I have written about the Olay Pro-X before, and, as promised, wanted to deliver a more-robust review. You will notice that the images depict some slight discoloration at the “seams” of the device – we have hard-ish water, but I assure you it is clean, just well-used. I do not approve of sharing photos of filth. Here is the back of the device, complete with logo on the battery cover. The larger of the two grey buttons is the power button, the smaller is the speed control. The Pro-X has two speeds: normal and gentle. This device does not have a timer like some higher-end devices do, so you are advised by Olay to time yourself for about a minute.
Here’s a profile shot of it to give you an idea of the thickness. The Olay Pro-X is a small, lightweight device – fairly travel friendly. The bristles are bent because I was not careful enough about letting it dry after its last use. They snap back with no complaints after your next use. Though other devices position the buttons on the bristle-side of the brush, it is no more difficult or inconvenient to use, given the device’s small form-factor.
There’s nothing interesting on the “front” side of the device except the brush head itself. Olay currently only offers one brush so far (not counting the sponge thing for their Microdermabrasion stuff – but that is new-new, and I have not tried it), and the bristles are pretty long and soft. I have had no issues with them on either speed – but then again I do not have sensitive skin. If you have, or suspect you have sensitive skin, start on the lower speed juuust in case. While using it, if you apply too much pressure, the bristles are so soft that they have a good bit of “give” to them – so don’t mash it up against your face or you will just make your bristles wonky and you’ll be wasting your time.
Pro-X brush heads are not overly expensive to replace at $7-8 for two. Olay did not include any guidelines on how frequently to replace them, but I wound up doing it every 3-4 months, at the same time I changed my toothbrush’s brush head. Popping the brush head off is easy – hold the device, grab the plastic “back” of the brush head and gentle pull free; it pops right off. Doing so reveals the pentagonal post it sits on that is rotated by the motor and really does all the work of this device.
This is the back of the brush head. Nothing exciting here, really – let’s move along. In fact, let’s move along to the most infuriating, ridiculous part of this contraption: replacing the batteries.
“Hi!” it says. “I’m the Olay Pro-X! I’m a friendly little critter until I start behaving sluggishly and you have to replace my batteries. Then I am a horrible fiend!” It’s okay, friendly reader. I’ve been where you are. I had to look it up, too, because I was about to bash it off the counter because while it obviously has to open somehow, it is not obvious how.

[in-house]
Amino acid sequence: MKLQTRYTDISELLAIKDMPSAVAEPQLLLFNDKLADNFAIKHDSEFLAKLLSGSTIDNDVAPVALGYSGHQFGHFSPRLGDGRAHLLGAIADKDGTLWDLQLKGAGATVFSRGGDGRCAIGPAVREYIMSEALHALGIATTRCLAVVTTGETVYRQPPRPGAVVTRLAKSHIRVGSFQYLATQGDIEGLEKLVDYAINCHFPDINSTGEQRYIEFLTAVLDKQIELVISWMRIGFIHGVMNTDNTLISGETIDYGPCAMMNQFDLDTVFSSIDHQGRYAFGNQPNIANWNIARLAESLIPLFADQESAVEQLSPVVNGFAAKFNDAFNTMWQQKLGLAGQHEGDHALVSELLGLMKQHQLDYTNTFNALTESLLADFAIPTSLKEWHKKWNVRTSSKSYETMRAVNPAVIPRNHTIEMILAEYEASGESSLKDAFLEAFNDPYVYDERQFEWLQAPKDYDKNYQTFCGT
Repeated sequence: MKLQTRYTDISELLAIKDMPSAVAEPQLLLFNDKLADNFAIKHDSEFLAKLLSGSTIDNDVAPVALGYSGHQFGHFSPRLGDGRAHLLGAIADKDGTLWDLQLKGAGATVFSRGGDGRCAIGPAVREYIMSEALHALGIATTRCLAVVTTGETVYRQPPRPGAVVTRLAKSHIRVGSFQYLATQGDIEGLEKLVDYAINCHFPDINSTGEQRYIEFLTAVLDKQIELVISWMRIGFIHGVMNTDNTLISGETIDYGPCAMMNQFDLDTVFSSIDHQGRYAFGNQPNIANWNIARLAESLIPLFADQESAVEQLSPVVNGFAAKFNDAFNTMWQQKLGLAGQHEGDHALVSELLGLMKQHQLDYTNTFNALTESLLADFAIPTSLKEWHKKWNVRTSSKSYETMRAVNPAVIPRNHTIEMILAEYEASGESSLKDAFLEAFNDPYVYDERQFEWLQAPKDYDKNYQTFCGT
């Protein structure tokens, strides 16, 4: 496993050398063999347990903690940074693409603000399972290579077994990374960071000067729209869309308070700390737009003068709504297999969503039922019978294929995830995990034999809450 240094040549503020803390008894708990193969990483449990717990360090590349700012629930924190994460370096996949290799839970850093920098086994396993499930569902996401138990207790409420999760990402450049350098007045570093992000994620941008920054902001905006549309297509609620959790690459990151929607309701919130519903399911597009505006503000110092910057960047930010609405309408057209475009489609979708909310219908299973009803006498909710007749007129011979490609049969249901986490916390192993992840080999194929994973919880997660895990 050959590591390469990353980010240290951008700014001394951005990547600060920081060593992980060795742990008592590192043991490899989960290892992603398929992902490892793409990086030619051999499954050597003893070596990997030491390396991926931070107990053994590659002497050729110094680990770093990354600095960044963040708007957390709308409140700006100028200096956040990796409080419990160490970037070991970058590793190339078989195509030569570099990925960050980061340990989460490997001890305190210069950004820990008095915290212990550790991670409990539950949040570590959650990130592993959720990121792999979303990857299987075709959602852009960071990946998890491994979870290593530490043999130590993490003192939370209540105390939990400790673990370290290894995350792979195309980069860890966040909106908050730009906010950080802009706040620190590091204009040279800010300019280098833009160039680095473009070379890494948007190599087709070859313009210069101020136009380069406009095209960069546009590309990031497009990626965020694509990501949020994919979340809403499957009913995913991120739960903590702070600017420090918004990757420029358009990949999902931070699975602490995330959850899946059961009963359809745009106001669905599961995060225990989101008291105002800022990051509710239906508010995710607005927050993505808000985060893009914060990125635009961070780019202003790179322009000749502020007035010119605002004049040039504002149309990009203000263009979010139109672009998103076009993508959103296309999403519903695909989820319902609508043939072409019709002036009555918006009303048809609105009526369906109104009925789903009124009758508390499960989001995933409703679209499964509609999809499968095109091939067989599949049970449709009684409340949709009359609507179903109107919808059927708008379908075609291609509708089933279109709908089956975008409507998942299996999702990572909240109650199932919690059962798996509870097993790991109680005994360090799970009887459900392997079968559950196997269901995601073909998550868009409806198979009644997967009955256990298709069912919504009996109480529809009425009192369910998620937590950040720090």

Because I do not have extra arms, I couldn’t really show you ALL of this and take a picture. So I’ll walk you through it and hopefully this picture will help. With the “back” of the device facing you, firmly grasp the body of the device in one hand. With the other, place your forefinger and thumb on the bottom battery cover. I find it easiest to brace my thumb against one side and my finger against the other, kind of how I have shown here. Pull down and to the right (a rocking motion sometimes helps!), and this it will pop open. Be careful until you have the hang of it – you don’t want to apply too much force lest you break it.
Once you have triumphed, it will look like this. The bottom piece comes off completely, and there ARE battery guides to show you which side should be positive-up, etc. The Olay Pro-X takes AA batteries and comes with a standard pair of alkalines. After they died, I switched to rechargeables. Swap your batteries, and the cover snaps right back in place without problems. This was my only substantial complaint about this device.
This device is waterproof and does have a rubber O-ring to protect areas from water exposure. I stored mine in the shower and had no issues aside from a little discoloration. With daily usage (one time per day), I got about 4-6 months out of a set of batteries – not bad, all things considered. I never felt that it was too harsh on my skin or that I was over-exfoliating (I hear people tend to overdo it with higher-end devices). I’ve used different cleansers with it without issue (though I wouldn’t use this to OCM). Its maintenance is not costly if you go with rechargeable batteries and watch for sales on brush heads. I would caution against using this device on the thin, delicate skin in your eye area; the Olay Pro-X cleans manually via spinning the brush head. The spinning motion could tug a little on the eye area which most now know is inadvisable.
In summation, it is a nice entry-level skincare brush with few bells-and-whistles. A welcome upgrade from a washcloth, it would make a thoughtful gift for someone into skincare, who wears makeup, or someone who perhaps struggles with acne. They are available for $20-30 in most drugstores, mass-retailers (Wal-Mart, Target), and online via retailers like Amazon, drugstore.com, soap.com, and others.
Disclosure: This wasn’t sponsored! That said, some of the links in this post are affiliate links – this means I may get a very small percentage of the sale if you decide to buy something. I will only ever tell you that something is awesome if I tested it myself and believe that.